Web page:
Friday, September 20, 2013


Amy at Florø 
Norway was one of those places where the journey was the adventure itself. Not in the sense of getting lost or missing connections, but the fact that every boat, bus and train ride was through some of the most beautiful scenery imaginable. We started with our overnight ship voyage from Copenhagen to Oslo. With our room situated well under the waterline, even below the two levels of cars, we spent most of the journey sitting up on deck watching the coast of Denmark disappear, following Sweden and welcoming Norway and the Oslo fjord in the morning. We enjoyed the long purple sunset late in the evening, that being the only snippet of darkness of our whole time in Norway.

Coincidentally meeting up with Diane and Shannon who were in Oslo for two days on their way back to New York, the four of us spent a brief time seeing some sights in and around Oslo. Our highlight being the Viking Ship museum, which we had to take a ferry to from across the harbor. On our way in, an American man spotted Thomas' Beaver Creek T-shirt, chatted to us, and eventually gave us free tickets into the museum! We also caught a view of the royal palace and the site of the Nobel Peace Prize ceremony between some serious rain downpours. We walked around the famous Vigeland Sculpture gardens, the old world Akershus Fortress and saw the sun attempting to set from atop the iceberg inspired opera house.

Thomas getting stuck into the view

A very early morning train, for bargain tickets, saw us enjoy the acclaimed 7 hour, 'most scenic train journey in the world' from Oslo to Bergen on the west coast. It was truly spectacular. Winding up out the back into deep fjords through green hills to desert like highlands over the center of the densely snow capped rolling mountains. The train would even stop and give us 10 minutes to check out the view in a few places.

Norwegian highlands


We had a few hours to wiz about Bergen before our bus to Førde. We returned later in the week for a night before our flight to Edinburgh to take on some more of the old coastal fishing town of 300,000 people, the second biggest city in Norway. The brightly painted historic old wharf house buildings, being a World Heritage Site, were a standout as was the view from the top of the town hill. There were fish markets at the harbor side, selling whale, reindeer and elk meat. The city had a real vibrancy but still maintained that small coastal town feeling.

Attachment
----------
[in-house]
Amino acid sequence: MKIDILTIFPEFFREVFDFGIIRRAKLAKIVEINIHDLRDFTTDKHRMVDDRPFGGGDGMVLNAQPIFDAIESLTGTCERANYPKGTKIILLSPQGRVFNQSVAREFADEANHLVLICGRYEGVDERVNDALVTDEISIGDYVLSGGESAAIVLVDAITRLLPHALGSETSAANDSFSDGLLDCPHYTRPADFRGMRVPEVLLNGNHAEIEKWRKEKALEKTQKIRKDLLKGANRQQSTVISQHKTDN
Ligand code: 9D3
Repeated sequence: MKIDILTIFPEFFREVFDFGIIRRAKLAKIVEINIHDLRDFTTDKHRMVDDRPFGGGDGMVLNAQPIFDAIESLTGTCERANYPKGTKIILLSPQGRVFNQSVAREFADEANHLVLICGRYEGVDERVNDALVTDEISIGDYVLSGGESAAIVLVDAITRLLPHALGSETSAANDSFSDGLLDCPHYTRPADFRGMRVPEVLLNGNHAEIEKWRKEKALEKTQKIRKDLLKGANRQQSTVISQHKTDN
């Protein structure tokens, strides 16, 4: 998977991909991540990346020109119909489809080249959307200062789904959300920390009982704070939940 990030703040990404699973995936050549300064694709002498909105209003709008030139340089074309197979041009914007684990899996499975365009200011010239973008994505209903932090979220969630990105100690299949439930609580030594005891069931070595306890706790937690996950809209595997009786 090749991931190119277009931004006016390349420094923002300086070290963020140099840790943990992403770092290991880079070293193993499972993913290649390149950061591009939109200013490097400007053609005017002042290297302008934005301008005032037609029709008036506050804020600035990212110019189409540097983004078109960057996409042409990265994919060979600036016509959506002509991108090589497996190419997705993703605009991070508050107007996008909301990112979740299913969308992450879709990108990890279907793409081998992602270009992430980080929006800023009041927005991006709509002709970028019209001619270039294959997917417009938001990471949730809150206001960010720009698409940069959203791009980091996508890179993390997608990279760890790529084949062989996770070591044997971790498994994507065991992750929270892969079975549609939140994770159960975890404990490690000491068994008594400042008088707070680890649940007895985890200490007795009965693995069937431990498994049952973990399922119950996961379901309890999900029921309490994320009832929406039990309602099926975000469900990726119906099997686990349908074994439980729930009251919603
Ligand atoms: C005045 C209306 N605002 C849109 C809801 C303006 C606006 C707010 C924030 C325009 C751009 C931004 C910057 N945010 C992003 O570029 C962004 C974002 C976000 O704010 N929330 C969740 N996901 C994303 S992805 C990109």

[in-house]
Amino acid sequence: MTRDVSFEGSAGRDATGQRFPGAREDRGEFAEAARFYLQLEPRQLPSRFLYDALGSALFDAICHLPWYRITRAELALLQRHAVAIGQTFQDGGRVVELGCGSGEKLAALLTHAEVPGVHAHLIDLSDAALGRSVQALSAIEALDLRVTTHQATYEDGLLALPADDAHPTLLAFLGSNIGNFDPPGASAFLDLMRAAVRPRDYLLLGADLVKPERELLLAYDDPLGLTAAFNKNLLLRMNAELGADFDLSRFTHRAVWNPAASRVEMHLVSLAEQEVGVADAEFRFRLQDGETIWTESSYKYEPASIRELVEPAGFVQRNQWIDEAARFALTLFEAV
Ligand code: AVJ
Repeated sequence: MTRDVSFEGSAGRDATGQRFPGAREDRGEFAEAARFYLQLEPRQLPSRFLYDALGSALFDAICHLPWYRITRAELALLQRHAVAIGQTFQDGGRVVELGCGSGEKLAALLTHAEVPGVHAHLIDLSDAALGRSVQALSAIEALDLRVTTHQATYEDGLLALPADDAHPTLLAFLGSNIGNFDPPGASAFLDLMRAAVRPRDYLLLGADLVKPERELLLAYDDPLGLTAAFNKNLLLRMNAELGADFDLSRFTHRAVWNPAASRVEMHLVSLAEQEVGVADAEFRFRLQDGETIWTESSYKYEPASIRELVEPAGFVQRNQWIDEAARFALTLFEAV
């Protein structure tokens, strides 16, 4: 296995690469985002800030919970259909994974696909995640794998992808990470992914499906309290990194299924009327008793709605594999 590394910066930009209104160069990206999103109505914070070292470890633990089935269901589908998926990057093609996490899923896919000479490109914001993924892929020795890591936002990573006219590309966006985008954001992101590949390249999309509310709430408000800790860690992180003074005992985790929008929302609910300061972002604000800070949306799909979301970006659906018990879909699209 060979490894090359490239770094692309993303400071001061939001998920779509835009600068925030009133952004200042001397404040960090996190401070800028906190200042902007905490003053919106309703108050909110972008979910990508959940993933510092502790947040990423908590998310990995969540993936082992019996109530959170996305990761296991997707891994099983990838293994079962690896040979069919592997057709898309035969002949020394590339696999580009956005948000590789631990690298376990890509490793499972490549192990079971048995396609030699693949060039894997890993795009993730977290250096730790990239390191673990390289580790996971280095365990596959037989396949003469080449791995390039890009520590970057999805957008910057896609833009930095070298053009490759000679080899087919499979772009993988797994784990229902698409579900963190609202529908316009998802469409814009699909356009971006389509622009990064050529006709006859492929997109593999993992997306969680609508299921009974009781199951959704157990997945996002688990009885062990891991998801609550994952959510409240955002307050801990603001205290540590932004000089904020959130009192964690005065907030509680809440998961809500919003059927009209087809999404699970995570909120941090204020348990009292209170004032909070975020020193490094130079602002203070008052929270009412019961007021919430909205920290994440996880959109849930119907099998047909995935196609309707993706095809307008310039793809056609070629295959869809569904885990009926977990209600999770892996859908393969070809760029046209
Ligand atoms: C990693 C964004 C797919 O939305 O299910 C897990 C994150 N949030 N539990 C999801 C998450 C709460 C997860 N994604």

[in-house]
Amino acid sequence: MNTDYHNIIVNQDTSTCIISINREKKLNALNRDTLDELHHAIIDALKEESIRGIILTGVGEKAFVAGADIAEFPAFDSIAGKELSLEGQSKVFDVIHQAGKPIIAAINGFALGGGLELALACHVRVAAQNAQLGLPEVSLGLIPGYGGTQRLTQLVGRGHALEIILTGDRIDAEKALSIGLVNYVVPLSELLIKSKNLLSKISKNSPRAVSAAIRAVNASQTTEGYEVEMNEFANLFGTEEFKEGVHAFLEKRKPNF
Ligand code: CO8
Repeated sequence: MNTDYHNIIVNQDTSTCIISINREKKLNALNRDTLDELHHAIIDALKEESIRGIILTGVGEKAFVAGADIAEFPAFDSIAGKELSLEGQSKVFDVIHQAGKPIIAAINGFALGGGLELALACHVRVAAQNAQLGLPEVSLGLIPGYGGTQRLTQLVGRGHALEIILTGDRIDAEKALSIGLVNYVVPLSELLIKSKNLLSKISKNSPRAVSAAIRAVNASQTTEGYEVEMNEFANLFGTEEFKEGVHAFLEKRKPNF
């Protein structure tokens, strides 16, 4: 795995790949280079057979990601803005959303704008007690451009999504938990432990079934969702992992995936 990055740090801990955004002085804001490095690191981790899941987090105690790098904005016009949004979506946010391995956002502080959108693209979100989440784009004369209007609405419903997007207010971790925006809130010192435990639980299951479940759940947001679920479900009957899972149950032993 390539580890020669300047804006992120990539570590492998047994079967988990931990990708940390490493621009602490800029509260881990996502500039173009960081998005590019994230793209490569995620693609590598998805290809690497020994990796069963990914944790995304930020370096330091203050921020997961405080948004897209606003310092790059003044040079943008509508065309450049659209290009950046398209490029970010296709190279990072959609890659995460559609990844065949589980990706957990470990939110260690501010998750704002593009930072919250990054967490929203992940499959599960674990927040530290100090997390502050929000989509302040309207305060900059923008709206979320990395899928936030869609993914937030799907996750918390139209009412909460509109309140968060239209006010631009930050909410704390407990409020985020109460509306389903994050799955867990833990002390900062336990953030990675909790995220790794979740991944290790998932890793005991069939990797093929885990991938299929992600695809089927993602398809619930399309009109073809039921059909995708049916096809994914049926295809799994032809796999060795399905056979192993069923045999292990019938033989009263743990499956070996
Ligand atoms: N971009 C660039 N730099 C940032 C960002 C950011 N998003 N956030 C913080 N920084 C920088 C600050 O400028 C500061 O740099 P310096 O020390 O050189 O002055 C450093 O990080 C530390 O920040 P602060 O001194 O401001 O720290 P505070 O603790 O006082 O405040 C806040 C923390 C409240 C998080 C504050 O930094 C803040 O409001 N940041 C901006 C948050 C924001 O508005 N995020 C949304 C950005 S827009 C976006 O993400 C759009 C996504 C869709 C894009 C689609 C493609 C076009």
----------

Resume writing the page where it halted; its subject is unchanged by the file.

Our bus ride from Bergen to Førde, dare I say it, was the most spectacular I have ever taken. A good 4 hours of just ducking under mountain after mountain popping out along fjord after fjord, lit up under the brightest sun imanigable. Our journey also included a ferry boat to cross a sizable fjord! We eventually made it to Førde, and drove another 40 minutes still to our final stop at the Garlick's farm. We were staying with Rod's friend and my old boss Pete from Sheffield, who now owns a small farm up in the hills by a very small lake called Nes.

Out the back of the Garlick's farm

They live in a little slice of heaven out there, with 50 sheep, a few fields and mountains in every direction. We stayed for five days, helping out a bit on the farm, and went off on a few day trips and shared a glass or two of beer.
Fishing in Nes
Pete's wife Ginny took us out on a walk in the hills to say hello to some of their sheep, and later we were tasked with making a large bonfire to clear a paddock and we even shoveled out the winter shed. We were awarded with some fantastic hardy dinners though, and we both even enjoyed reindeer stew one night! One evening we paddled a boat out onto the lake with a couple of beers and a few fishing lines, taught Amy how to fish for the first time and came away with two nice wee rainbow trout. Made for fantastic eating the following evening.

Heaven, even in the rain
Driving the farm van, we headed to the coast at Florø and once again were just blown away with the surrounding steep fjords. How this country nestles itself amoungst this topography still bemused me, but they seem to make it work, utilising lots of tunnels is key. We even stopped and chatted with an extremely friendly Norwegian man, Amy first asking him if he spoke English in Norwegian, and once he said yes, he didn't stop! Another day we drove inland, getting way out into some awesome mountains, and gorgeous waterfalls. We sighted Europe's largest glacier and just felt completely overwhelmed by our surroundings.

Having a place to stay and dinner on the table, we thought we might have kept the spending down. But no, Norway was expensive, out of this world expensive. It was worth every cent though, and we look forward to visiting Pete and Ginny out on their farm again.

Lost somewhere in Norway

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